Attorneys Acting Out

By 7 September 2017General
attorney

It is important for a principal to consider who they wish to appoint as their attorney or attorneys. In most circumstances, an attorney acts properly and acts in the best interest of the principal. However, situations may arise where an attorney acts dishonestly to obtain a financial advantage.

The Powers of Attorney Act 2014 (the Act) commenced on 1 September 2015. Section 77(1) of the Act provides compensation to a principal or the principal’s estate whereby a principal has suffered loss caused by the misconduct of the attorney.

The main elements are:

(a)       Compensation;

(to bring the principal to his or her former position prior to the loss)

(b)       Loss;

(the principal must be able to show an actual loss that he or she suffered)

(c)       Caused by;

(the loss suffered by the principal must have been caused by the attorney) and

(d)       Acting as attorney under the power of attorney

(the attorney must be acting as attorney under the power)

A principal can obtain compensation for a loss caused by the attorney through Victorian Civil Administrative Tribunal (VCAT) or the Supreme Court. The attorney can be ordered to pay compensation even if:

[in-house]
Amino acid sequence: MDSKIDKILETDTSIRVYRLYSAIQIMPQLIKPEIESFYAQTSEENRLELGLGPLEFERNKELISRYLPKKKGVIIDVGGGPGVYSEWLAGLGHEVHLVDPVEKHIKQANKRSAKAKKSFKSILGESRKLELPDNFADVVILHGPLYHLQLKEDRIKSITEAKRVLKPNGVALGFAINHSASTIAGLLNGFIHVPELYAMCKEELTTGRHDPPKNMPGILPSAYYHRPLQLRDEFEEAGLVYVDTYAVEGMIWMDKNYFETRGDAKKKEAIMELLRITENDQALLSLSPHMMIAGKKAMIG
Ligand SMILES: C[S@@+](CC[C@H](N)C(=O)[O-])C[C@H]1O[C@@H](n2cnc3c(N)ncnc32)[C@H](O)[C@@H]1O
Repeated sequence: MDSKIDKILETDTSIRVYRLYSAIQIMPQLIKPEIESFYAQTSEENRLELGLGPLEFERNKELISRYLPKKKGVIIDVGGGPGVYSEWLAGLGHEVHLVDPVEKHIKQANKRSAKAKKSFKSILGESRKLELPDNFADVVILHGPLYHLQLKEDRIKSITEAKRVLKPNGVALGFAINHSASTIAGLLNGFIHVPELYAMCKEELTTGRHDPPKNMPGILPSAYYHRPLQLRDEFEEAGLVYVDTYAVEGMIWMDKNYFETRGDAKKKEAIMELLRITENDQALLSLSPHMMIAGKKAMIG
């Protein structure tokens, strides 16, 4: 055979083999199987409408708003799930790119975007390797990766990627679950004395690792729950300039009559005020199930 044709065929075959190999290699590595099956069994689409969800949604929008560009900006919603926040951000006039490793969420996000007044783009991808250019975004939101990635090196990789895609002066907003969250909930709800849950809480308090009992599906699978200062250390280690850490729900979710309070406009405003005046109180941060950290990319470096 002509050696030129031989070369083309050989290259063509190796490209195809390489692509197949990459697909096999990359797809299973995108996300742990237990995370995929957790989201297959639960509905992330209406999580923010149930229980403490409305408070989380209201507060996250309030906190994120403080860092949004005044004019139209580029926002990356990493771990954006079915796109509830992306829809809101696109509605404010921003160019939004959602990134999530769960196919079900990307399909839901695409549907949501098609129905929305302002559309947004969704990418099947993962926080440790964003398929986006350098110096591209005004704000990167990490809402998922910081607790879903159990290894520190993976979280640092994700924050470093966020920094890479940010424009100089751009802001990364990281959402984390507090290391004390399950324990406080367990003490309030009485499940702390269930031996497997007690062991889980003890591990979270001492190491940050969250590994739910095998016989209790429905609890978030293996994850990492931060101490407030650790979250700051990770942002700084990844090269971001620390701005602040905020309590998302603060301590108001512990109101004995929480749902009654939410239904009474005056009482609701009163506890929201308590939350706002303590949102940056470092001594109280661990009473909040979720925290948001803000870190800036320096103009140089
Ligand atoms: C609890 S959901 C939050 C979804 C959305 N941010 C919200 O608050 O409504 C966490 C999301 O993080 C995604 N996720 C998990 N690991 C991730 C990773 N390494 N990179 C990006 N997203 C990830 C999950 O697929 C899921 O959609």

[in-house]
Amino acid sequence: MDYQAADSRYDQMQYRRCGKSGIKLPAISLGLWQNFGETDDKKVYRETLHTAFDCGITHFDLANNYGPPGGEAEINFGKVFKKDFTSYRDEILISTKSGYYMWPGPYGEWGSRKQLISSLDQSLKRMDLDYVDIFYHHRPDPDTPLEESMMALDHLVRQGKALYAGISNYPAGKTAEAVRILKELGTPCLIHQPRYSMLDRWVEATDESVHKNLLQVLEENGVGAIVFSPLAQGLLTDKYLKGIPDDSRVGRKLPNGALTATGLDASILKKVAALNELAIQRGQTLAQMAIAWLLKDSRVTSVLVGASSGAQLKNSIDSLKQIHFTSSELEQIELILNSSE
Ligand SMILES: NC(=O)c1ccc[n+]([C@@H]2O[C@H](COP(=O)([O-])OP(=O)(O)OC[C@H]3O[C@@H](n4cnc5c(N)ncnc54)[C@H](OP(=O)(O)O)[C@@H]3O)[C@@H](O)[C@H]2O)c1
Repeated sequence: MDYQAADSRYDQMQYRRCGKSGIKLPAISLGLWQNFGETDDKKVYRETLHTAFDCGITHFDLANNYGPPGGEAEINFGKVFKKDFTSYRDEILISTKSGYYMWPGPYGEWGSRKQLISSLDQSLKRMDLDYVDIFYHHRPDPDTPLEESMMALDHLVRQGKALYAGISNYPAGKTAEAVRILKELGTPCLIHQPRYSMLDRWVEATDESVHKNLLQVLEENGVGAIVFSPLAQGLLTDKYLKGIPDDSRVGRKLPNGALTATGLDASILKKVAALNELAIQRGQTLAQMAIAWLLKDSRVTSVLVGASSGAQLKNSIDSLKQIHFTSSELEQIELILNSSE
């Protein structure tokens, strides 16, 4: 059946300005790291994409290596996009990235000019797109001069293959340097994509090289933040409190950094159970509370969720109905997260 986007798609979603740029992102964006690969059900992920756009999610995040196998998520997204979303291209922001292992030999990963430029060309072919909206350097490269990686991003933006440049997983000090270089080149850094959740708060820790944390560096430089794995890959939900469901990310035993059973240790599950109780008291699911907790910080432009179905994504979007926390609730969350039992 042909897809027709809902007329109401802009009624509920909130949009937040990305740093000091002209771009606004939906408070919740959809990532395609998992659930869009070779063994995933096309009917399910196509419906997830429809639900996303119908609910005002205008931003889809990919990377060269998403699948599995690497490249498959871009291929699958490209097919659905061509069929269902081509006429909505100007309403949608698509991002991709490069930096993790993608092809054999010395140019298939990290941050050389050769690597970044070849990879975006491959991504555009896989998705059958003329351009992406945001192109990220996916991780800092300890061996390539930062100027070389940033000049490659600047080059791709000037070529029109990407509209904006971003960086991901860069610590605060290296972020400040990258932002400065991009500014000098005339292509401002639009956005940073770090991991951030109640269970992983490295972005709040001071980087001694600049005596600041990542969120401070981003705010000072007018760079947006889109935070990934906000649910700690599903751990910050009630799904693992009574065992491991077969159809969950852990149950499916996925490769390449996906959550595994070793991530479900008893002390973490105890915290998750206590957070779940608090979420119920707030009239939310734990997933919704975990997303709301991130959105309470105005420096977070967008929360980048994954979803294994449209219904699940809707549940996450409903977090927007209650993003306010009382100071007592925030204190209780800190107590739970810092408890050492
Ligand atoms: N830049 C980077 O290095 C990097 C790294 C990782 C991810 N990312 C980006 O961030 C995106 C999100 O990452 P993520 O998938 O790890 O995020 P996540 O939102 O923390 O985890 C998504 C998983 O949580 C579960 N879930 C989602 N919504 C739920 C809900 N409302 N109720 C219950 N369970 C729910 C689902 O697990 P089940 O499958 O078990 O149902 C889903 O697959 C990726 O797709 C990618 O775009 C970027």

(a)the attorney is convicted of an offence in relation to the attorney’s contravention;

(b)the principal has died (in which case compensation is payable to the estate of the principal); and

(c)the enduring power of attorney is invalid or has been revoked (cancelled).

An application for compensation can be made during the lifetime of the principal or following the death of the principal.

The Act provides that a person must have standing to bring an application for compensation. This includes the principal, any attorney under the enduring power of attorney, an executor or administrator of the principal’s estate, the nearest relative of the principal or any other person whom VCAT is satisfied has a special interest in the affairs of the principal.

The Act provides time limit for an application for order for compensation. An application must be made:

(a)within 6 months after that death of the principal; or

(b)within 6 months after that death the attorney has died; or

(c)if both the principal and the attorney have died, within 6 months after the first death.

However, VCAT and the Supreme Court may extend the above time limits.

Author Estate Lawyers

More posts by Estate Lawyers